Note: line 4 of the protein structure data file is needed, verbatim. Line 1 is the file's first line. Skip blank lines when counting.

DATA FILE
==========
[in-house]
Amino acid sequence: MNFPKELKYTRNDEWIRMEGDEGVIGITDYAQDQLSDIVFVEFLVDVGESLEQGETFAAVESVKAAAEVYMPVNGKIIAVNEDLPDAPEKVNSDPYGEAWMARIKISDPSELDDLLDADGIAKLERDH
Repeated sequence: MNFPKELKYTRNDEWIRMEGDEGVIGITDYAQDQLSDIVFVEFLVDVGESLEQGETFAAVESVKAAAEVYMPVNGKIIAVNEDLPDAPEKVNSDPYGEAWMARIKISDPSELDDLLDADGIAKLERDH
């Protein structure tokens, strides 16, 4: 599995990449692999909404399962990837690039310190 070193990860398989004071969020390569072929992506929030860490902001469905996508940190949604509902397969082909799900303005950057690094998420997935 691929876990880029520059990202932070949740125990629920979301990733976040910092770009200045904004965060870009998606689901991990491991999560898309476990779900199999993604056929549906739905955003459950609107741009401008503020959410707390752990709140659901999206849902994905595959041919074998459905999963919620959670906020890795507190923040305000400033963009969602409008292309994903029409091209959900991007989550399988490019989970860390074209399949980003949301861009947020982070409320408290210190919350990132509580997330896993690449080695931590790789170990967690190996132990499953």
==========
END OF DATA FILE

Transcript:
């Protein structure tokens, strides 16, 4: 599995990449692999909404399962990837690039310190 070193990860398989004071969020390569072929992506929030860490902001469905996508940190949604509902397969082909799900303005950057690094998420997935 691929876990880029520059990202932070949740125990629920979301990733976040910092770009200045904004965060870009998606689901991990491991999560898309476990779900199999993604056929549906739905955003459950609107741009401008503020959410707390752990709140659901999206849902994905595959041919074998459905999963919620959670906020890795507190923040305000400033963009969602409008292309994903029409091209959900991007989550399988490019989970860390074209399949980003949301861009947020982070409320408290210190919350990132509580997330896993690449080695931590790789170990967690190996132990499953």